The question surely is - why? Why have West Ham chosen now to drop a controversial season ticket hike onto their fans? Why, after the feelgood factor of the wonderful Billy Bonds tribute, do the club risk alienating their fan base so quickly for no obvious reason?
Is it because the club do not think things through? Do they just not care about the opinions of fans, when notice of variable price rises from 9% to 90% come tumbling into their e-mail in tray?
Does it not occur to the club that bringing the renewal date forward, and then giving an April date before the end of the season as the deadline for using up your ímoney in the bankí ticket exchange, is just a bit naughty?
Itís not the price here that is the point, some can afford it, some canít. Itís an arguable point that this could have been a lot worse and we have all been waiting for such changes for some while, itís no surprise. It has split the fans, yet again.
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But itís the way itís been done, and the way the newly formed Official Supporters Board have been totally ignored. So what is the point of the OSB if they are not to be consulted? More of that later.
And thereís not a word of explanation. Just a list of what itís going to cost, take it or leave it, and donít be late with your cash because thereís thousands on the waiting list, you know. Adults may even be sold those kids' seats.
And then making the overall renewal date mid-month when lots of fans do not get paid until the end of a month. Not everyone can suddenly put their hands on anything between £300 and £1,000 just like that. Funnily enough, lots of people save up for their season ticket. We donít all live in Surrey, Essex or Kensington mansions.
But again, the question is why? And why target the kids? What an own goal. Why choose a few days after the Cardiff disaster to send out a glittery promotional film on the subject - one which seems to want to celebrate we havenít won anything for 40 years, because much was made of the 40th anniversary of the FA Cup Final triumph over Arsenal.
I know thatís a bit smarty-pants, but these things get you like that. The media department were not to know the fan base would be in uproar over the Cardiff debacle. Sadly it smacked of the clever decision to trumpet Marko Arnautovic's new, enhanced contract just 20 minutes after the FA Cup disaster at Wimbledon.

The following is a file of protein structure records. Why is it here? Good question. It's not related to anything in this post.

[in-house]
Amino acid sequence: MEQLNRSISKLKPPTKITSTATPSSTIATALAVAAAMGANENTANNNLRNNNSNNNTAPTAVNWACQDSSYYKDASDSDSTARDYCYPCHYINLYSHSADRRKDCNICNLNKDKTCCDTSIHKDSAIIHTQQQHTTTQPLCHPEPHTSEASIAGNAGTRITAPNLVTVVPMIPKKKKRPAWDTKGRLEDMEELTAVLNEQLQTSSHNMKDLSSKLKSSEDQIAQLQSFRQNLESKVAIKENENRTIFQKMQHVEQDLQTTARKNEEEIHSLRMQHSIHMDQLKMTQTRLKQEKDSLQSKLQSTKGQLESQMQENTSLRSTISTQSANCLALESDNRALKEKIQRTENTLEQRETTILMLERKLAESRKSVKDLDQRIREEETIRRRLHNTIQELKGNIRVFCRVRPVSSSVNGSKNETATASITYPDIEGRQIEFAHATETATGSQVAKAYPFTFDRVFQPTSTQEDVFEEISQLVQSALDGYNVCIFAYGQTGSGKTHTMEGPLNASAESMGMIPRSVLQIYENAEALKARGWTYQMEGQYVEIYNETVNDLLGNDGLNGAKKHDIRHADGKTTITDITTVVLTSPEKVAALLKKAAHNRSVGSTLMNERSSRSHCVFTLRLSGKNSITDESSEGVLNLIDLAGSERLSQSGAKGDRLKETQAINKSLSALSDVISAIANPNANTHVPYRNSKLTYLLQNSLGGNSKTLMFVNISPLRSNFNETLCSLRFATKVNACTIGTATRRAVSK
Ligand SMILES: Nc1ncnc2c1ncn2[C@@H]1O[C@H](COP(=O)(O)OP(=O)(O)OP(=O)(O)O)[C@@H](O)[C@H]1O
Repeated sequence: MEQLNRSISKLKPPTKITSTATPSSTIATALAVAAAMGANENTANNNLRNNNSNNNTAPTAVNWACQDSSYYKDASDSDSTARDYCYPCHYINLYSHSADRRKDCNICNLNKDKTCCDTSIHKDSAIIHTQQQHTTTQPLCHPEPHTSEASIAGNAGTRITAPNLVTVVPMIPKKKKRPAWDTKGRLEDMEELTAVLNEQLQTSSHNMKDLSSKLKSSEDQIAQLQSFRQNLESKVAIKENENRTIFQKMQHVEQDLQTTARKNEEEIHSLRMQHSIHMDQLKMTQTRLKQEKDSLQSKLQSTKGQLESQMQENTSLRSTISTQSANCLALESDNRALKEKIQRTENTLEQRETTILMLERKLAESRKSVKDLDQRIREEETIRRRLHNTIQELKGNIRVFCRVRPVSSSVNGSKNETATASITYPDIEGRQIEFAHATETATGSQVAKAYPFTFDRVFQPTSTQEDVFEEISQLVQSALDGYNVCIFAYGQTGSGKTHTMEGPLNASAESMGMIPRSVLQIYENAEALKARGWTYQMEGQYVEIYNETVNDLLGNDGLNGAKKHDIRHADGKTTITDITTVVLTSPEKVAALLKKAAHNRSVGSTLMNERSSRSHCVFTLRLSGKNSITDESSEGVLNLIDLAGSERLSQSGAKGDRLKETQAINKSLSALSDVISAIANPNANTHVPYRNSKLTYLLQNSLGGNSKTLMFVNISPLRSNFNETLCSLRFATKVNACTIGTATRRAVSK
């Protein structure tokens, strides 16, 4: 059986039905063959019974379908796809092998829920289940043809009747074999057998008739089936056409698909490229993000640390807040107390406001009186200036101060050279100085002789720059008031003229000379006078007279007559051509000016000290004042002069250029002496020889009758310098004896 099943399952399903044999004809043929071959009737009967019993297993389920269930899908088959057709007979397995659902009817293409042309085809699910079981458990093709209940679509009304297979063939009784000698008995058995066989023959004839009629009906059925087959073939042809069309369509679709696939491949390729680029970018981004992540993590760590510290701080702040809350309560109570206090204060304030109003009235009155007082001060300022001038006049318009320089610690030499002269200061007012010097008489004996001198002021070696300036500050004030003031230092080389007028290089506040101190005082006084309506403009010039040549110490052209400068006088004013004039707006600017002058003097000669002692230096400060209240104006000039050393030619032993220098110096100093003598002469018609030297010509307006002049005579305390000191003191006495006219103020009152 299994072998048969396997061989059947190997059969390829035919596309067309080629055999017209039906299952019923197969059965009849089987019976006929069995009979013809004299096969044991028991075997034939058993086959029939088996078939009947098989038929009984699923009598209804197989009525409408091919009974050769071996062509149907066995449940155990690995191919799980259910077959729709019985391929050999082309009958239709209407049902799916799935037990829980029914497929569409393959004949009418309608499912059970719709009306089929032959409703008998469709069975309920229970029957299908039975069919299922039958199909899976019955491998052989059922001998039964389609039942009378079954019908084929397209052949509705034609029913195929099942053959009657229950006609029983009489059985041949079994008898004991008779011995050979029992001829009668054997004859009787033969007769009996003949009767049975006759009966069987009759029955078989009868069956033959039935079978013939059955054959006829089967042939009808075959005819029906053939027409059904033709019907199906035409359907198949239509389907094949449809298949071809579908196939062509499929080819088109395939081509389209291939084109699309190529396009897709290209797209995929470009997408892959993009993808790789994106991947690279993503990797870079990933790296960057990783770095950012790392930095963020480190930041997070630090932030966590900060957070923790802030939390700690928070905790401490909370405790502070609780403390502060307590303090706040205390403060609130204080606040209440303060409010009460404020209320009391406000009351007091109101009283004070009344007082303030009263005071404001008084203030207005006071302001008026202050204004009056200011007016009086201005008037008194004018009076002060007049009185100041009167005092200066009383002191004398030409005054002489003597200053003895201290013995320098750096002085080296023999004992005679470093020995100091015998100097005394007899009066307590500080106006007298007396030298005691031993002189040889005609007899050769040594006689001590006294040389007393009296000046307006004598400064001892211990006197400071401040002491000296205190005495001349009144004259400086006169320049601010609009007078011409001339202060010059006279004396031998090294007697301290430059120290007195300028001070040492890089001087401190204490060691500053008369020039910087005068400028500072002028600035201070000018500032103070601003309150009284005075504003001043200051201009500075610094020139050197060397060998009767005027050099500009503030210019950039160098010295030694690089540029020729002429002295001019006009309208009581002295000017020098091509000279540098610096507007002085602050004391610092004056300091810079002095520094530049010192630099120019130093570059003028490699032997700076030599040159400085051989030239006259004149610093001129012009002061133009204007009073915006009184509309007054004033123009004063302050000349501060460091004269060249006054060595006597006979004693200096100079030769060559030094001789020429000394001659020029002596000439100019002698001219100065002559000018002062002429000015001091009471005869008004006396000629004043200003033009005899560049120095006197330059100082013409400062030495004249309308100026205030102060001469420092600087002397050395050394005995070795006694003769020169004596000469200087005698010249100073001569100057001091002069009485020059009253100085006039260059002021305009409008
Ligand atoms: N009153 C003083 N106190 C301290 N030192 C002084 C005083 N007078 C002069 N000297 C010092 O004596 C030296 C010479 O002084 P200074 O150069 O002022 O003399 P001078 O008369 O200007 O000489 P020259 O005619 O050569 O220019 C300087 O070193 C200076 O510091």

We saw that calamity unfold on TV after watching one of the worst cup disgraces in our history. I recall Manuel Pellegrini was not best pleased.
The real annoying bit is that the club have targeted the under 16s, the parents who have been encouraged to buy cheap STs for their kids, the youngsters we want as our future fans. They used the children to boost their ticket sales in that first Stratford season, now they are dumping on those same kids and their parents. Such wonderful PR.
I am aware that there are some quotes floating about from David Sullivan from a couple of years back, telling us all how vital it was that kids were encouraged, that they hadnít taken the stadium just to bleed supporters for every penny. The club have to make football available to the average family man. Now those quotes are not mine, so I have paraphrased them. I expect them to surface any time soon.
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There are clearly two sides to this debate. Many fans insist that there has been a price freeze for some while dating back to the Boleyn. We have some of the cheapest ticket prices in the Premier League, certainly in London. For a lot of folk the rise is around £50. Price of a good night out with drinks, so for those who can afford it, not a bad deal. Live with it, what did you expect, no price rises ever?
And of course that is a valid argument. But fathers with kids and those at the poorer end of the market, this announcement is a big deal. One guy I noticed had his ticket and two for his lads, and will be £150 more out of pocket. Some under 16 tickets have almost doubled.
And the club have frozen the cheapest band 5 tickets, I suppose so they can continue to boast that we have the cheapest PL season tickets in London.
The problem the club have is those 10,000 cheap kids tickets that Lady Karren keeps rattling on about. It unbalances an overall ticketing policy. That Ďaffordable family footballí thing that was used, in effect to flog tickets ahead of the move to Stratford because the club were terrified they would not fill the Olympic Stadium and be open to ridicule.